Public interest
Reasons for increased analysis

Public interest

Public interest, being the interest and wellbeing of the economy as a whole, is a reminder to interested parties in any decision that there are considerations beyond their own individual objectives and goals.

With regard to anti-dumping investigations, public interest is the study of the impact on the different sets of parties that may be affected by the outcome of an investigation – namely:

  • the domestic industry;
  • the domestic consumer;
  • upstream or downstream industries;
  • any association; and
  • the general public as a whole.

The investigating authorities in countries such as New Zealand, Canada and Brazil conduct a detailed public interest analysis in their anti-dumping and anti-subsidy investigations. In India, although public interest is not a new concept and the Directorate General of Trade Remedies (DGTR) has examined its relevance in the past, public interest became a key issue of examination in anti-dumping and anti-subsidy investigations only recently.

Reasons for increased analysis

Public interest started gaining attention in India in 2020, only after the Ministry of Finance (MOF) rejected a significant number of positive DGTR recommendations. The MOF did not indicate any reason why it was not accepting the recommendations of the DGTR. However, in the budget speech of 2020-2021, while withdrawing anti-dumping duty on imports of purified terephthalic acid, the Finance Minister, Ms Nirmala Sitharaman, stated that:

Chemicals are crucial feed stocks for downstream users. PTA, for example, is a critical input for textile fibres and yarns. Its easy availability at competitive prices is desirable to unlock immense potential in textile sector which is a significant employment generator. Therefore, in the larger public interest, anti-dumping duty on PTA is being abolished.(Paragraph 143.)

Therefore, there was an understanding that in rejecting the recommendations of the DGTR, one of the factors the MOF considered was public interest. The DGTR subsequently started conducting a detailed analysis of the public interest aspect in its final findings. In 2021 and 2022, the DGTR examined and conducted a public interest analysis in almost all cases in order to determine the overall impact of duties – for example, in cases involving:

  • décor paper;
  • rubber chemicals;
  • low-density polyethylene;
  • hydrogen peroxide;
  • vitrified tiles;
  • hydrofluorocarbon blends;
  • opal glassware and
  • aluminium foil.

The DGTR has analysed the likely quantitative impact of the duties on the users and the downstream industry along with a number of key aspects and consequences of the duty proposed, such as:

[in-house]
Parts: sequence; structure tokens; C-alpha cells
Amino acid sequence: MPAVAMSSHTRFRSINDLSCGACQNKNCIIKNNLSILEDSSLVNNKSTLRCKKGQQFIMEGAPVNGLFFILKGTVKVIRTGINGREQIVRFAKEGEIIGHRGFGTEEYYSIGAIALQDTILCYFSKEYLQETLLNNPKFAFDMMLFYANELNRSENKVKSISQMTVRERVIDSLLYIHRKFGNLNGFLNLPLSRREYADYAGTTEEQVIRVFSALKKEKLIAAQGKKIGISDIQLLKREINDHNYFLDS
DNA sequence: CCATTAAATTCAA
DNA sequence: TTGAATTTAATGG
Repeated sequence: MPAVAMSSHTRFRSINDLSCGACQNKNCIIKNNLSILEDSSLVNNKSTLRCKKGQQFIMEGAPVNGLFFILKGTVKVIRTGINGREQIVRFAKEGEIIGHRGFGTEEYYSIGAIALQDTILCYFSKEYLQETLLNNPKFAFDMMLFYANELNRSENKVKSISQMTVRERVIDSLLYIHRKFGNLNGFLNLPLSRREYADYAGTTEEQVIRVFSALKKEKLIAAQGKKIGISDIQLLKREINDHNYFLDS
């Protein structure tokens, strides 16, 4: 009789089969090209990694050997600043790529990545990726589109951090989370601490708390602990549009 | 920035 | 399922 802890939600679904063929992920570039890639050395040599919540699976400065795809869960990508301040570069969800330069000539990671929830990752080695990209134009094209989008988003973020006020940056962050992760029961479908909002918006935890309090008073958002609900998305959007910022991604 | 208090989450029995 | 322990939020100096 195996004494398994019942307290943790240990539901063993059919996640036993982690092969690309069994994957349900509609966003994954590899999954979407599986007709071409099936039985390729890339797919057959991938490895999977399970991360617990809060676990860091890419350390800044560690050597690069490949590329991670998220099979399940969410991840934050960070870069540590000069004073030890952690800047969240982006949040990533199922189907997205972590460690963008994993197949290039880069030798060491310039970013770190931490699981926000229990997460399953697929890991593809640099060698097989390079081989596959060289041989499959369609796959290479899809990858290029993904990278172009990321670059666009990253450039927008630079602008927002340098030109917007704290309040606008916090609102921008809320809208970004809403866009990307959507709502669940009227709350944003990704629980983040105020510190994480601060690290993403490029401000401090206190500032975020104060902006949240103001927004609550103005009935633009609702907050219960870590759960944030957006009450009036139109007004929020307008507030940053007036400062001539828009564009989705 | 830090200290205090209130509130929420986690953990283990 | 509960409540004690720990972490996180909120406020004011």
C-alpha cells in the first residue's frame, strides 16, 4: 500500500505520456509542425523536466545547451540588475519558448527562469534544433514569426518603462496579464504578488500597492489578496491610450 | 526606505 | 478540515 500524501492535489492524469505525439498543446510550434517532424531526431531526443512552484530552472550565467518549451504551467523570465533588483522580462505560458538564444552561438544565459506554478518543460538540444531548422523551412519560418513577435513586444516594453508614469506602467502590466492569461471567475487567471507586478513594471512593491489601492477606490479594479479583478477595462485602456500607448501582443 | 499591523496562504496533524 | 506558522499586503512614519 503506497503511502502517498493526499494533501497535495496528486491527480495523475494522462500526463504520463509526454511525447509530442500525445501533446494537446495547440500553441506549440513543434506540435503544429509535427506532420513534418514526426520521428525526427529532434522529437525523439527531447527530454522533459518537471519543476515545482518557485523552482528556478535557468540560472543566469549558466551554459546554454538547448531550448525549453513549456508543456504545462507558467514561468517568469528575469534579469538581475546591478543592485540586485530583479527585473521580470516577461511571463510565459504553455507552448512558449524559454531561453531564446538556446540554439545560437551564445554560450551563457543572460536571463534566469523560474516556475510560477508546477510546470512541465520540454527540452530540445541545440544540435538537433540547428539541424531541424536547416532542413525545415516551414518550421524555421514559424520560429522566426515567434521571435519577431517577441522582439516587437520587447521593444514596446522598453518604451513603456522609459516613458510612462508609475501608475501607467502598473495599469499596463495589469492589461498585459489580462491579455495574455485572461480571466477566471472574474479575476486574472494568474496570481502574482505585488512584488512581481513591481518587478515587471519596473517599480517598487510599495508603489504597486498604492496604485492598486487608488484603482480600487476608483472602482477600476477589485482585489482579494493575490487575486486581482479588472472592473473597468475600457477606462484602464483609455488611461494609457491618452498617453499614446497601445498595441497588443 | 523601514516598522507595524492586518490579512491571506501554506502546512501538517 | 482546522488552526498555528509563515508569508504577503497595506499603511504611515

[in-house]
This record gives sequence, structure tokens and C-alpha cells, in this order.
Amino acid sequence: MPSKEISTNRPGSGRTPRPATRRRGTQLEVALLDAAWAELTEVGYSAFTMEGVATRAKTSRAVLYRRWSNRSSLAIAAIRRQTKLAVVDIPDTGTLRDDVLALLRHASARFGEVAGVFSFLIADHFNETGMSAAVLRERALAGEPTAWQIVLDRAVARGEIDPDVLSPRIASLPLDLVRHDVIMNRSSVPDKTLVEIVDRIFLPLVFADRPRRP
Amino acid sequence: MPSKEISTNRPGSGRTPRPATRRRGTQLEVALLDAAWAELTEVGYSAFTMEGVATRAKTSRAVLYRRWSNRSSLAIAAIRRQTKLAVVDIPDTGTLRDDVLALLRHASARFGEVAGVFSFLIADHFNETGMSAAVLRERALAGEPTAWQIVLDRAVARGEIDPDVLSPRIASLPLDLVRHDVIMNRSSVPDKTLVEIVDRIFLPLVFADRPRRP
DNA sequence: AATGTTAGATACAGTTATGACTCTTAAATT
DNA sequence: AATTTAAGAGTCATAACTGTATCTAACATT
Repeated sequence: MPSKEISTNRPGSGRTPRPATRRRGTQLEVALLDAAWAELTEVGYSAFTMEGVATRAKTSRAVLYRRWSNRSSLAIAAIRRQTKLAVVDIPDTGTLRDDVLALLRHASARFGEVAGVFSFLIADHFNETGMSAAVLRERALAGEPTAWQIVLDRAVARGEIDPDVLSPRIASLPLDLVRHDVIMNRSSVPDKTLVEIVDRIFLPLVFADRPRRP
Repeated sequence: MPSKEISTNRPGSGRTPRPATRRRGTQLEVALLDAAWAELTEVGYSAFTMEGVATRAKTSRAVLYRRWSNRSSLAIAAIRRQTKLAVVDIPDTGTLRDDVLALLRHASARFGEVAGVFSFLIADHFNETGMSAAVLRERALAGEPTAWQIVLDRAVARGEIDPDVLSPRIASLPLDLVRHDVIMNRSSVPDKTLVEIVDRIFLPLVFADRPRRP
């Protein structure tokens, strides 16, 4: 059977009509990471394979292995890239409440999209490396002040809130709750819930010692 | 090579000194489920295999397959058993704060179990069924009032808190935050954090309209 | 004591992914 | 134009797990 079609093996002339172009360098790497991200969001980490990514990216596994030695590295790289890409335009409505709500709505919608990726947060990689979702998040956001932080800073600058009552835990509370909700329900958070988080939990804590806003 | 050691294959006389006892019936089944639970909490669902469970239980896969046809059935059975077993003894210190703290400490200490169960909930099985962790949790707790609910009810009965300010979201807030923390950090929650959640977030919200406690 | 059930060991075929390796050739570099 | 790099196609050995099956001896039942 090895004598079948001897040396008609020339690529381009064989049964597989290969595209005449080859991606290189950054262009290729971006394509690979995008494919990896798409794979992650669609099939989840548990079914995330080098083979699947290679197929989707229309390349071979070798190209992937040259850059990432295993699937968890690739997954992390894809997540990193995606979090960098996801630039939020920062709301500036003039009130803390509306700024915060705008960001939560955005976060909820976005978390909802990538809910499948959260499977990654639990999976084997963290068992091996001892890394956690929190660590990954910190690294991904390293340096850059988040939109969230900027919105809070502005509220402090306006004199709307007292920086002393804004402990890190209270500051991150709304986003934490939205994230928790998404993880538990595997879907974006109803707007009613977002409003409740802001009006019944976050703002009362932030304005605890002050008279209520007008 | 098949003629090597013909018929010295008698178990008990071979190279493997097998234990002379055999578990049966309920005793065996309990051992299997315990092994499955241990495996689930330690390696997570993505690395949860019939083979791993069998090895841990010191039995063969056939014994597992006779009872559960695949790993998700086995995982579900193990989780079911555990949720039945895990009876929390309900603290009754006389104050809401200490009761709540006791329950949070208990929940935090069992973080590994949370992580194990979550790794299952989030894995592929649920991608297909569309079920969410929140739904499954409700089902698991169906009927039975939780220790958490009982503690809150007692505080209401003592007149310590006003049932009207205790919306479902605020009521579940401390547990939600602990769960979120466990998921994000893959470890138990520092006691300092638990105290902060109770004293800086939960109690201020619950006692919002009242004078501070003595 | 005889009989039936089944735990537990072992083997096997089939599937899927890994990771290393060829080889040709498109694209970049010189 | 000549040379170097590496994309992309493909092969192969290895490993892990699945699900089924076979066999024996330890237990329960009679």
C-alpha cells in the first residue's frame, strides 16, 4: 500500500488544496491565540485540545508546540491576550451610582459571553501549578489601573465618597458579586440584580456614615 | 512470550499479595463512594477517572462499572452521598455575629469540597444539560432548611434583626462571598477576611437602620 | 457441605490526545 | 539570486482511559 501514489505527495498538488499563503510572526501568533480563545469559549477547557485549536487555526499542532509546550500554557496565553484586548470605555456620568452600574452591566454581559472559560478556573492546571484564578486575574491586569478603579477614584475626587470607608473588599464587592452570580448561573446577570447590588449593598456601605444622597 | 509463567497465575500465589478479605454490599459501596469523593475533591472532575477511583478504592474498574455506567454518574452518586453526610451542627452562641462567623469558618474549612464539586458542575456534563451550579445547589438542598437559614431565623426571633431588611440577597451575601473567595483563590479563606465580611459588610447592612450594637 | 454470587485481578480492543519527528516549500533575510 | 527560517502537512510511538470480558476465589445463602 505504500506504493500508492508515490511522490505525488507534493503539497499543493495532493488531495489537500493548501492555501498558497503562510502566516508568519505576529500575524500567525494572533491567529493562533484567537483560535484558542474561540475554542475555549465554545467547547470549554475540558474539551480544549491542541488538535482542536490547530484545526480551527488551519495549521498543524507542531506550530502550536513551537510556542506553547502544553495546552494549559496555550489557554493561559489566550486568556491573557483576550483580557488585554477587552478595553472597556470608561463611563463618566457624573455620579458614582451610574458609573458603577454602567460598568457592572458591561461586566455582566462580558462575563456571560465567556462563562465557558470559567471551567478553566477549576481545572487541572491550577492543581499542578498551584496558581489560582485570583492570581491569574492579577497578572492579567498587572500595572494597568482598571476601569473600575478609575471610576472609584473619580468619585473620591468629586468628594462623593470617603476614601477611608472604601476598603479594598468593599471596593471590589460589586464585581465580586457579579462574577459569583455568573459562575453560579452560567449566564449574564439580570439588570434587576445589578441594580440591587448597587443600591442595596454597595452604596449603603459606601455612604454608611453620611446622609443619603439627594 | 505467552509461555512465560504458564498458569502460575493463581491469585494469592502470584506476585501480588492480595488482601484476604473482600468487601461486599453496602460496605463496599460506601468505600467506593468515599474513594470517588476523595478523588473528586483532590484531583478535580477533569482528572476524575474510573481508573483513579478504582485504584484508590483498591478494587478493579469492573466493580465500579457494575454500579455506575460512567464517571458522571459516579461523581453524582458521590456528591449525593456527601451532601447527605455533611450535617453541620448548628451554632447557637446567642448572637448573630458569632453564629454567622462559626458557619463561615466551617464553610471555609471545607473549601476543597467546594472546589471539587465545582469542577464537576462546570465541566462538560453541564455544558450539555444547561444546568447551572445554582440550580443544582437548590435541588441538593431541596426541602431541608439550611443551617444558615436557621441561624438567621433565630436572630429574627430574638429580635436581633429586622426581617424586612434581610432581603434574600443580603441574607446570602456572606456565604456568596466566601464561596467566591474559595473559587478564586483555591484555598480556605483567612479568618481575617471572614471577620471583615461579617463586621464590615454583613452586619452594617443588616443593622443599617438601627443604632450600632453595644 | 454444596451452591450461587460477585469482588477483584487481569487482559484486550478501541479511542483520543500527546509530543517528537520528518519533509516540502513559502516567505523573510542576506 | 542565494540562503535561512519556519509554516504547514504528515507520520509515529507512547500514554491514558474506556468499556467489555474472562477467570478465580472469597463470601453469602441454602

• the demand-supply gap in the country;
  • the investment and employment in the domestic industry;
  • the environmental impact of the duties;
  • the performance of the user industry over the years in case of sunset investigations;
  • the possibility of a creation of a monopoly situation in the country;
  • the interest of the micro, small and medium enterprises sector in the investigation;
  • the impact of covid-19 on domestic producers and users; and
  • the availability of substitutes.

Interestingly, a number of appeals were filed before the Customs Excise and Service Tax Appellate Tribunal (CESTAT) against the central government's decision and the lack of reasoning provided for non-imposition of duties. Finally, on 27 October 2021, after the landmark judgement of Jubilant Ingrevia Limited v Union of India and Others (for further information please see "Tribunal ruling under anti-dumping law gives respite to domestic industry in India"), the CESTAT held that the MOF was required to record reasons for their decisions, especially in the case where they decided not to impose the duties. Consequently, when the DGTR recommended anti-dumping duties regarding the dumping of caprolactam from China, the MOF issued an office memorandum, stating the reasons for its decision not to impose anti-dumping duty in light of the "overall public interest".


The Supreme Court has repeatedly held that when a decision effects the right of a person, it is imperative that the principles of natural justice or fair play be considered. In the case of anti-dumping, this means that, while the decision to impose the duty lies with government, it is imperative that the government supports its decisions with evidence, relies on relevant reasoning and provides the interested parties with an opportunity to present their case. However, only the DGTR is currently providing the relevant parties a chance to explain their stance and record a reason for its decisions.

Recently, the DGTR also held a stakeholder consultation, proposing a public interest questionnaire with the intent of giving all the interested parties a chance to submit their views. The questionnaire aims to cover all the aspects of public interest and will provide a more holistic view of the investigation, while covering the interest of all parties. While the questionnaire has not been finalised and may take some time to be implemented, it will certainly be a huge step towards a more transparent investigation, and conclusions on public interest will be duly supported by facts and evidence.

For further information on this topic please contact Nishtha Gupta or Aastha Gupta at TPM Solicitors & Consultants by telephone (+91 11 4989 2200) or email ([email protected] or [email protected]). The TPM Solicitors & Consultants' website can be accessed at